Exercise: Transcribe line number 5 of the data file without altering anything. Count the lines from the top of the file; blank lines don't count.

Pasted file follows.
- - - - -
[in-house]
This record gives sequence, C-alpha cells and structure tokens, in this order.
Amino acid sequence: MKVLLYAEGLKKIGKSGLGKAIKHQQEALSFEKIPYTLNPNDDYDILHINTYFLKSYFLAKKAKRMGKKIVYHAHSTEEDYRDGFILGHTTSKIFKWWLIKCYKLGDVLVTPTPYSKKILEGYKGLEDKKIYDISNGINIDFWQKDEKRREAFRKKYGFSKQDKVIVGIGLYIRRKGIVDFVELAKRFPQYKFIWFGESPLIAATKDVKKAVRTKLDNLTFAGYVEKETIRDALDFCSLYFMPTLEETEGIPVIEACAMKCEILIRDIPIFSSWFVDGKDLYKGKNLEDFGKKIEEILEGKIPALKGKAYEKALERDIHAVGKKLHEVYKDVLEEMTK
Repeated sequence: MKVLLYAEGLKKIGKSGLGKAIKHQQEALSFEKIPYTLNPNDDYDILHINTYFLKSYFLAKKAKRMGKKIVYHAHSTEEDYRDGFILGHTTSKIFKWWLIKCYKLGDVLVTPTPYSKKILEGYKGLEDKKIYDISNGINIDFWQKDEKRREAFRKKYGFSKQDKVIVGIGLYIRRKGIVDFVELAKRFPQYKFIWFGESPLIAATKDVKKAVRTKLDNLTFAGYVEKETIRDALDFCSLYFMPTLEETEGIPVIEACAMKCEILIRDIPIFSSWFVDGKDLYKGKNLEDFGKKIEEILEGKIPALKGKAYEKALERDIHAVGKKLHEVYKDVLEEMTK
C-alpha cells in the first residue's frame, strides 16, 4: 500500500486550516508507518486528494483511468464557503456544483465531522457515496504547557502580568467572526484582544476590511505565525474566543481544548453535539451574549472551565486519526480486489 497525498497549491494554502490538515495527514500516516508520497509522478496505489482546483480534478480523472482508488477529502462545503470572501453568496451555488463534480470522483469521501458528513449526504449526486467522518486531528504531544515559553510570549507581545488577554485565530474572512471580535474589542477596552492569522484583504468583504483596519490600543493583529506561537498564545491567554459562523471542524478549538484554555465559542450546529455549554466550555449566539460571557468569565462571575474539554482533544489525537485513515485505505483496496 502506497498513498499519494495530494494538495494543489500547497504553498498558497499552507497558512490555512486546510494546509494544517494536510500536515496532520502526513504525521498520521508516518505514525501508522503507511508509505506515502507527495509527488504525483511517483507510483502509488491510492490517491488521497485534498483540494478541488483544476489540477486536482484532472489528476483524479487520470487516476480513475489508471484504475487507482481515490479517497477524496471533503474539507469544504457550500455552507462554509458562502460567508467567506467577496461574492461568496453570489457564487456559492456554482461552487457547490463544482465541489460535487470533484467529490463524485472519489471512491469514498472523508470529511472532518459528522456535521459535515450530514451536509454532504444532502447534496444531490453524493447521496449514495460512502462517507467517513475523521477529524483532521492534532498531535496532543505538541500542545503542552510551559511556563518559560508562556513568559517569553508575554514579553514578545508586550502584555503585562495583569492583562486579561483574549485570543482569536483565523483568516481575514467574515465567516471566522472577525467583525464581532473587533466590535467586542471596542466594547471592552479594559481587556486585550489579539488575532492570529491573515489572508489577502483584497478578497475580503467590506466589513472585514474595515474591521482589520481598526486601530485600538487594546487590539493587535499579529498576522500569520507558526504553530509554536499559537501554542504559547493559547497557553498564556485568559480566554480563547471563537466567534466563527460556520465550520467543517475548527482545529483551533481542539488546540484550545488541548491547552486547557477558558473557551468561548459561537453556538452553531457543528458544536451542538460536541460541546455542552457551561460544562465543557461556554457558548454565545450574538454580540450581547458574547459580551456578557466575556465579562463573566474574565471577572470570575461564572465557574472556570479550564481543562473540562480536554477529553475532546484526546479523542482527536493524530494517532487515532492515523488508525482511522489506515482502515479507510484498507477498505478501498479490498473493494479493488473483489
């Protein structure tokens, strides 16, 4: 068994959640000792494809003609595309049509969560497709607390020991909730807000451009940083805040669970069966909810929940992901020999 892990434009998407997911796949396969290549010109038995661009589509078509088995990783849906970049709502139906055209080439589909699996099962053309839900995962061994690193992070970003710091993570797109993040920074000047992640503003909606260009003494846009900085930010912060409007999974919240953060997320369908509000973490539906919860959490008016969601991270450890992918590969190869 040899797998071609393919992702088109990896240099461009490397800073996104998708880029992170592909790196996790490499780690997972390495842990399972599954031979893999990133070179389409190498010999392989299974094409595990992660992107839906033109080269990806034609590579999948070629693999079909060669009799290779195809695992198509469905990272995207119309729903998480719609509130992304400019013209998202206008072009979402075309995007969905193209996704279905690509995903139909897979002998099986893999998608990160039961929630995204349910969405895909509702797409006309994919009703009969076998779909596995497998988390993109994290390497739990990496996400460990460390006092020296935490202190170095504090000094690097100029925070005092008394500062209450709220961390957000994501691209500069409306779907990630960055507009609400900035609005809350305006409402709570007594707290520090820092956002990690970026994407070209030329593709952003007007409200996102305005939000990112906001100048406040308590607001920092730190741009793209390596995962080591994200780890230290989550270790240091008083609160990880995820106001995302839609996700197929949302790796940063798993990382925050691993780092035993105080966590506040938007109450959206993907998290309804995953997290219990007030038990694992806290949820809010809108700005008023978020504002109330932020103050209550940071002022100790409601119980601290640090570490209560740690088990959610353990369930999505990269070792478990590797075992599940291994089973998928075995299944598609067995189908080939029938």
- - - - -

C-alpha cells in the first residue's frame, strides 16, 4: 500500500486550516508507518486528494483511468464557503456544483465531522457515496504547557502580568467572526484582544476590511505565525474566543481544548453535539451574549472551565486519526480486489 497525498497549491494554502490538515495527514500516516508520497509522478496505489482546483480534478480523472482508488477529502462545503470572501453568496451555488463534480470522483469521501458528513449526504449526486467522518486531528504531544515559553510570549507581545488577554485565530474572512471580535474589542477596552492569522484583504468583504483596519490600543493583529506561537498564545491567554459562523471542524478549538484554555465559542450546529455549554466550555449566539460571557468569565462571575474539554482533544489525537485513515485505505483496496 502506497498513498499519494495530494494538495494543489500547497504553498498558497499552507497558512490555512486546510494546509494544517494536510500536515496532520502526513504525521498520521508516518505514525501508522503507511508509505506515502507527495509527488504525483511517483507510483502509488491510492490517491488521497485534498483540494478541488483544476489540477486536482484532472489528476483524479487520470487516476480513475489508471484504475487507482481515490479517497477524496471533503474539507469544504457550500455552507462554509458562502460567508467567506467577496461574492461568496453570489457564487456559492456554482461552487457547490463544482465541489460535487470533484467529490463524485472519489471512491469514498472523508470529511472532518459528522456535521459535515450530514451536509454532504444532502447534496444531490453524493447521496449514495460512502462517507467517513475523521477529524483532521492534532498531535496532543505538541500542545503542552510551559511556563518559560508562556513568559517569553508575554514579553514578545508586550502584555503585562495583569492583562486579561483574549485570543482569536483565523483568516481575514467574515465567516471566522472577525467583525464581532473587533466590535467586542471596542466594547471592552479594559481587556486585550489579539488575532492570529491573515489572508489577502483584497478578497475580503467590506466589513472585514474595515474591521482589520481598526486601530485600538487594546487590539493587535499579529498576522500569520507558526504553530509554536499559537501554542504559547493559547497557553498564556485568559480566554480563547471563537466567534466563527460556520465550520467543517475548527482545529483551533481542539488546540484550545488541548491547552486547557477558558473557551468561548459561537453556538452553531457543528458544536451542538460536541460541546455542552457551561460544562465543557461556554457558548454565545450574538454580540450581547458574547459580551456578557466575556465579562463573566474574565471577572470570575461564572465557574472556570479550564481543562473540562480536554477529553475532546484526546479523542482527536493524530494517532487515532492515523488508525482511522489506515482502515479507510484498507477498505478501498479490498473493494479493488473483489